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– Hans Blix,
former IAEA Director-General

U.S. and Russian/Soviet Strategic Nuclear Forces
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Since START I entered into force December 5, 1994, the treaty parties have substantially reduced their deployed strategic nuclear forces to comply with treaty limits that they must reach by December 2001. START I will limit the United States and Russia to 1,600 deployed strategic delivery vehicles (bombers and land- and submarine-based missiles) carrying 6,000 nuclear warheads, to be counted according to rules delineated in the treaty text.

START I was signed July 31, 1991, by the United States and the Soviet Union. Five months later, the Soviet Union dissolved, leaving four independent states in possession of strategic nuclear weapons: Russia, Belarus, Ukraine, and Kazakhstan. On May 23, 1992, the United States and the four nuclear-capable successor states to the Soviet Union signed the “Lisbon Protocol,” which makes all five nations party to the START I agreement. (Belarus, Ukraine, and Kazakhstan also agreed to join the Non-Proliferation Treaty as non-nuclear-weapon states.)

Under START I, the five parties semiannually exchange memoranda of understanding (MOUs) containing numbers, types, and locations of treaty-accountable strategic nuclear weapons. The tables presented here compare information from the initial September 1990 MOU with data from the July 2001 MOU, demonstrating the progress the parties have made.

Soviet/Russian numbers for 1990 apply to the Soviet Union, while current numbers are provided separately for Russia and Ukraine. Belarus, Kazakhstan, and Ukraine have transferred all of their nuclear warheads to Russia, but Ukraine continues to dismantle associated delivery vehicles and hence has “START-accountable” weapons on its territory.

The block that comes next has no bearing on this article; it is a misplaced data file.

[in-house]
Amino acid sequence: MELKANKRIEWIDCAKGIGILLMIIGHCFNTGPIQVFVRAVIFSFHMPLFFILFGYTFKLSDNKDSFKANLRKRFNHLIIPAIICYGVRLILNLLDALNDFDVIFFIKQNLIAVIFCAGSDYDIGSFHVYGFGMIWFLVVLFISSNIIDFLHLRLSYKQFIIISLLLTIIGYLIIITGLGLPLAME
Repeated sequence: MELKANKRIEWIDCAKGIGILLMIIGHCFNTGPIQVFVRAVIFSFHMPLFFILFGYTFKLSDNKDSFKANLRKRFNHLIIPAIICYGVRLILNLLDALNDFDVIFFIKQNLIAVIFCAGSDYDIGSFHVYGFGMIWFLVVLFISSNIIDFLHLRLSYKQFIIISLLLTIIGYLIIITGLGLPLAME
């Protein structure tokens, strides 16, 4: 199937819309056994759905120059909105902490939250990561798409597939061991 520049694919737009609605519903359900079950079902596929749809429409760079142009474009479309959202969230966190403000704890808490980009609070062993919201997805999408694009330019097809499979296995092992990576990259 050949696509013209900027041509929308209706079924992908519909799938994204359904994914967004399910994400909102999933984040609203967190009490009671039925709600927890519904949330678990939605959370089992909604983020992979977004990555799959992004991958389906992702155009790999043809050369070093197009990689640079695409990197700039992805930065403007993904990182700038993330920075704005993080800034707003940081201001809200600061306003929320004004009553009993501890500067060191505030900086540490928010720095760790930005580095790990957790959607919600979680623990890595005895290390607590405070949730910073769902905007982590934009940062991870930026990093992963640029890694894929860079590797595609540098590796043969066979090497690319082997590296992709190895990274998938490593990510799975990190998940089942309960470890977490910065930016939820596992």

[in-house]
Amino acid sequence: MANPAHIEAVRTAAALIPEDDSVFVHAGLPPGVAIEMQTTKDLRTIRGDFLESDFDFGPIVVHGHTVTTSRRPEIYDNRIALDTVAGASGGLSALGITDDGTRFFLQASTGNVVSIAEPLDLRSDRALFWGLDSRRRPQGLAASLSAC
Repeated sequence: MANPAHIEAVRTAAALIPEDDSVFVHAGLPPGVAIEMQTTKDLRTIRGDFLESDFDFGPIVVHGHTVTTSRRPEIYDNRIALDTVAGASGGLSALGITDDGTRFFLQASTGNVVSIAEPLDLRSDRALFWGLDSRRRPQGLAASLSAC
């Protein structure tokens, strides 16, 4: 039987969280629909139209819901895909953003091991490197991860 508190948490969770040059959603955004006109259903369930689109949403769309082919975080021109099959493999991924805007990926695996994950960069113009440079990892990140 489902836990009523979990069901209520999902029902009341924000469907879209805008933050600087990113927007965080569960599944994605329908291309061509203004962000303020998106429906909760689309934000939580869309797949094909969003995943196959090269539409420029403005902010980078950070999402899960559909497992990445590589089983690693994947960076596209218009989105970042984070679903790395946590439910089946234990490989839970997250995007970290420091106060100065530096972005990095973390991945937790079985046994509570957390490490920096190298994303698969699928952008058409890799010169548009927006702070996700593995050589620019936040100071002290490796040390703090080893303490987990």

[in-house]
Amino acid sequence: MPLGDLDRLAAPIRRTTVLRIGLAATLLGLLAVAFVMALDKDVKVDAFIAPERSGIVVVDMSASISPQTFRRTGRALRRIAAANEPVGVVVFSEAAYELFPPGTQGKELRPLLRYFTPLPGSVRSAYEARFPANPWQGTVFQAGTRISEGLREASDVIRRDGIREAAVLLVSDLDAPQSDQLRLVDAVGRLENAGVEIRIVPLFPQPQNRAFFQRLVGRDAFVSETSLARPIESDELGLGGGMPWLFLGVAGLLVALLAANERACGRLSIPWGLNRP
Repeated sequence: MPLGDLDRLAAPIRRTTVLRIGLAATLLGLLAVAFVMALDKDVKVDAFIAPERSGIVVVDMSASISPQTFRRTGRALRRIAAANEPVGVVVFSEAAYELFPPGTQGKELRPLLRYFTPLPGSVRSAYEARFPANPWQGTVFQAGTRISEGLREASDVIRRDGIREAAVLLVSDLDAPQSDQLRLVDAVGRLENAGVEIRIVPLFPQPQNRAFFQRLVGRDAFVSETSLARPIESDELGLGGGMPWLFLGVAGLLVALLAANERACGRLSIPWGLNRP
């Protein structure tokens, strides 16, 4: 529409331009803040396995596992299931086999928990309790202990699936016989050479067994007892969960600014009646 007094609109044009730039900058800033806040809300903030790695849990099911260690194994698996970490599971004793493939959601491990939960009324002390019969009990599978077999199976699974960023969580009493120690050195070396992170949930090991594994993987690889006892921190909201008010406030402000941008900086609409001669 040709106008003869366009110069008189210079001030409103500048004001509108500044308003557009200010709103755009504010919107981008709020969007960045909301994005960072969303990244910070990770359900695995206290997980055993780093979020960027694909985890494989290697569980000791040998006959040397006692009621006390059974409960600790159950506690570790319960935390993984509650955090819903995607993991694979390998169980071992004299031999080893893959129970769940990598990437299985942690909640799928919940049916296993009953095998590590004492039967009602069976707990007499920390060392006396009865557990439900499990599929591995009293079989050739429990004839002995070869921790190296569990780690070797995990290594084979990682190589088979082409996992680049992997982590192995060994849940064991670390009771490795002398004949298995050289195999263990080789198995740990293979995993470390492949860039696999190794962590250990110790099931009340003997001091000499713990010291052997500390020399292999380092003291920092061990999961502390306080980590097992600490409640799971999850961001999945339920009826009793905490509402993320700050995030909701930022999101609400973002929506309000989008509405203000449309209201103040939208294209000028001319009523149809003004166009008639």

—For more information, contact Philipp C. Bleek.

U.S. Strategic Forces
 
Delivery Vehicles
Warheads
ICBMs
September 1990
July 2001
September 1990
July 2001
MX/Peacekeeper
50
50
500
500
Minuteman III
500
526
1,500
1,578
Minuteman II
450
1
450
1
Subtotal
1,000
577
2,450
2,079
SLBMs        
Poseidon (C-3)
192
16
1,920
160
Trident I (C-4)
384
192
3,072
1,536
Trident II (D-5)
96
240
768
1,920
Subtotal
672
448
5,760
3,616
Bombers        
B-52 (ALCM)
189
116
1,968
1,160
B-52 (Non-ALCM)
290
47
290
47
B-1
95
91
95
91
B-2
20
20
Subtotal
574
274
2,353
1,318
Total
2,246
1,299
10,563
7,013

 

Soviet/Russian Strategic Forces
 
Delivery Vehicles
Warheads
ICBMs
September 19901
July 20012
September 19901
July 20012
SS-11
326
0
326
0
SS-13
40
0
40
0
SS-17
47
0
188
0
SS-18
308
166
3,080
1,660
SS-19
300
150
1,800
900
SS-24 (silo)
56
6
560
60
SS-24 (rail)
33
36
330
360
SS-25
288
360
288
360
SS-273 (silo)
24
24
SS-273 (rail)
Subtotal
1,398
742
6,612
3,364
SLBMs        
SS-N-6
192
0
192
0
SS-N-8
280
36
280
36
SS-N-17
12
0
12
0
SS-N-18
224
128
672
384
SS-N-20
120
100
1,200
1,000
SS-N-23
112
112
448
448
Subtotal
940
376
2,804
1,868
Bombers        
Bear (ALCM)
84
63
672
504
Bear (Non-ALCM)
63
2
63
2
Blackjack
15
15
120
120
Subtotal
162
80
855
626
Total
2,500
1,198
10,271
5,858

 

Current Strategic Forces Ukraine
July 2001
Delivery Vehicles
Warheads 4
ICBMs    
SS-24 (silo)
13
130
Bombers    
Bear (ALCM)
0
0
Blackjack
0
0
Total
13
130

Key: ICBM: Intercontinental Ballistic Missile, SLBM: Submarine-Launched Ballistic Missile, ALCM: Air-Launched Cruise Missile


NOTES
1. Includes weapons in Russia, Ukraine, Belarus, and Kazakhstan.
2. Weapons in Russia only.
3. Also known as the TOPOL-M or RS-12M Variant 2 ICBM.
4. Even though all nuclear warheads from Ukraine have been transported to Russia, they remain START accountable until their associated delivery systems have been destroyed.

Sources: START I Memorandum of Understanding, September 1, 1990; START I Memorandum of Understanding, July 31, 2001; Arms Control Association.

Posted: October 1, 2001